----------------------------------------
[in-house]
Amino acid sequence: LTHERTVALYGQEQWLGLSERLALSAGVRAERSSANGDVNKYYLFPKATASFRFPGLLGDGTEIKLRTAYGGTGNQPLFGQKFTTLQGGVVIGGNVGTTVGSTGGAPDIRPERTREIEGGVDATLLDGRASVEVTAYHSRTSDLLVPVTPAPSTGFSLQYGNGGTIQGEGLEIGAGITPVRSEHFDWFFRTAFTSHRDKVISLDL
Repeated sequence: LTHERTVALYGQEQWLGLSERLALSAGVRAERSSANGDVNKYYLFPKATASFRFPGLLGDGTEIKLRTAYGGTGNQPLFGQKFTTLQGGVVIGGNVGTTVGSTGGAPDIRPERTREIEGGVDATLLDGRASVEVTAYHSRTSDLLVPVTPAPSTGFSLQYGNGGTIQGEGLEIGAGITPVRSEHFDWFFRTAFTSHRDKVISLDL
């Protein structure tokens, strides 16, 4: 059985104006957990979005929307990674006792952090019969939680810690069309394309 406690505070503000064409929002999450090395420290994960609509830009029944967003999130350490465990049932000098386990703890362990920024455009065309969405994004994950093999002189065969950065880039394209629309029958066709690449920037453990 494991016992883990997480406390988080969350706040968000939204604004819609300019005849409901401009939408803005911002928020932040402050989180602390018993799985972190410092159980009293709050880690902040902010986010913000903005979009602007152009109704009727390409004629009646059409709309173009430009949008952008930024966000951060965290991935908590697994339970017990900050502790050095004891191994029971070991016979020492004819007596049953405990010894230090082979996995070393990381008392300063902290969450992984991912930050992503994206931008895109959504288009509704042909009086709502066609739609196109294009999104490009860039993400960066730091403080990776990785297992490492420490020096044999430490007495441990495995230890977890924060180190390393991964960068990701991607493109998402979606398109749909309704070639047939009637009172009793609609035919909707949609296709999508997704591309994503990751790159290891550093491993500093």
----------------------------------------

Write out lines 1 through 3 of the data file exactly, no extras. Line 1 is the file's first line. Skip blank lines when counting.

[in-house]
Amino acid sequence: LTHERTVALYGQEQWLGLSERLALSAGVRAERSSANGDVNKYYLFPKATASFRFPGLLGDGTEIKLRTAYGGTGNQPLFGQKFTTLQGGVVIGGNVGTTVGSTGGAPDIRPERTREIEGGVDATLLDGRASVEVTAYHSRTSDLLVPVTPAPSTGFSLQYGNGGTIQGEGLEIGAGITPVRSEHFDWFFRTAFTSHRDKVISLDL
Repeated sequence: LTHERTVALYGQEQWLGLSERLALSAGVRAERSSANGDVNKYYLFPKATASFRFPGLLGDGTEIKLRTAYGGTGNQPLFGQKFTTLQGGVVIGGNVGTTVGSTGGAPDIRPERTREIEGGVDATLLDGRASVEVTAYHSRTSDLLVPVTPAPSTGFSLQYGNGGTIQGEGLEIGAGITPVRSEHFDWFFRTAFTSHRDKVISLDL